What does a speech therapist do?
Speech therapists evaluate, diagnose, treat, and help prevent speech and related disorders. They work with a variety of patients with speech or voice disorders, speech rhythm and fluency problems, cognitive communication issues, problems producing and understanding language, those who cannot produce clear speech sounds, and those who want to improve their communication skills by modifying an accent or improving pronunciation. They also work with patients who have swallowing disorders. Speech therapists use special equipment and assessment techniques to assess and diagnose problems and disorders. They create an individualized treatment plan and monitor the progress of their patients. They use many different treatment methods such as augmentative or alternative communication methods (sign language or automated equipment). They also instruct patients on how to improve their voices, make sounds, and strengthen their swallowing and speech muscles.
What kind of training does a speech therapist need?
Speech therapists typically need a master degree. Speech therapy students typically complete courses in anatomy and physiology, communication, development areas involved in swallowing, speech, and language, and speech disorders. Students also typically complete supervised clinical training.
Most states require speech therapists to be licensed. Licensing requirements vary, but usually include graduating from an accredited speech therapy program, minimum hours of supervised clinical experience, and passing a national examination. Most states also require continuing education courses to maintain licenses. Speech therapists who work in public schools often have to obtain an additional license.
What are the prospects for a career as a speech therapist?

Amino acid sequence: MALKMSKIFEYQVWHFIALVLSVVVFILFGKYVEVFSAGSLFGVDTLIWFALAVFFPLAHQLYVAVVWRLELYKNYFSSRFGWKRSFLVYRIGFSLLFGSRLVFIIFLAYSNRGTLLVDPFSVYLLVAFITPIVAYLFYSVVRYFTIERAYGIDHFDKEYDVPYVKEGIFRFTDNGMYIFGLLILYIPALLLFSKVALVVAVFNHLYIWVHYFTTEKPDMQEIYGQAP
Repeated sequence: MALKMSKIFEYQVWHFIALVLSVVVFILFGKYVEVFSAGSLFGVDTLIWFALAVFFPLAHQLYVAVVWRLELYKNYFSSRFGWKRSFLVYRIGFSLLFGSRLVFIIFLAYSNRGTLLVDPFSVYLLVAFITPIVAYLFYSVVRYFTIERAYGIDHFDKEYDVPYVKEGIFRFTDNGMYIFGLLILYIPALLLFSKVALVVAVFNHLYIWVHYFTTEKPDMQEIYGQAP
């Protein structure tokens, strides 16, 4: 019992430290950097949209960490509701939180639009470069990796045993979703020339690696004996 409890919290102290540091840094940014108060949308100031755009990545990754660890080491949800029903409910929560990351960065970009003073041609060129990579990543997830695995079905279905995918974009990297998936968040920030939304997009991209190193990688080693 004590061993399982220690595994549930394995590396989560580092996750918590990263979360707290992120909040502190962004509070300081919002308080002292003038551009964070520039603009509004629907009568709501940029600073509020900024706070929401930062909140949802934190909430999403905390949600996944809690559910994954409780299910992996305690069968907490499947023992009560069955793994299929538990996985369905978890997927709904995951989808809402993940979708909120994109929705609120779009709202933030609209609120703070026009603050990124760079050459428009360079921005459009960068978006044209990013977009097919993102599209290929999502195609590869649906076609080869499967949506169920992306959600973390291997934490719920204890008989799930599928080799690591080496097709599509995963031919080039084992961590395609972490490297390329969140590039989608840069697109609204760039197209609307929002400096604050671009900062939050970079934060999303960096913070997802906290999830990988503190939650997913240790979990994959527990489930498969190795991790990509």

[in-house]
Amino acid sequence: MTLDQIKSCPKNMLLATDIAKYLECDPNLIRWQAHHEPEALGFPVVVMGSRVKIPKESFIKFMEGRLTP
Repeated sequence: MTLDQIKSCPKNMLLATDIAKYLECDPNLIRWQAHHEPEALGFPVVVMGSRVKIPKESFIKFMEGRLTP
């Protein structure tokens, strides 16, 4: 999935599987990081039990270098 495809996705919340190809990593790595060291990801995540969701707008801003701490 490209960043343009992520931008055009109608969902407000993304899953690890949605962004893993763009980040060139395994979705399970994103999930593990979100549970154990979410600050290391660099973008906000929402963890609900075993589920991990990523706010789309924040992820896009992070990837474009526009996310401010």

Employment of speech therapists is projected to grow about as fast as average for all professions, increasing 11% from 2006 to 2016 (1). The growing and aging population and increased need for speech services in educational settings will drive job growth.
Job prospects are expected to be excellent especially for speech therapists that speak more than one language. Job openings will also arise from the need to replace speech therapists that retire, transfer, or leave the field for other reasons.
How much do speech therapists make?
As of October 2009, speech therapists with less than 1 year experience earned average annual salaries between $27,500 and $45,000. Those with 1 to 4 years experience earned average annual salaries between $37,073 and $50,000 (2).
A career as a speech therapist is an excellent choice for individuals interested in providing speech therapy to a variety of patients. Speech therapists must have excellent communication and interpersonal skills and be able to effectively explain treatment plans to patients and their families. Patience, motivation, encouragement, compassion, and good listening skills are essential. Speech therapists must also be very supportive and approach problems in an objective manner.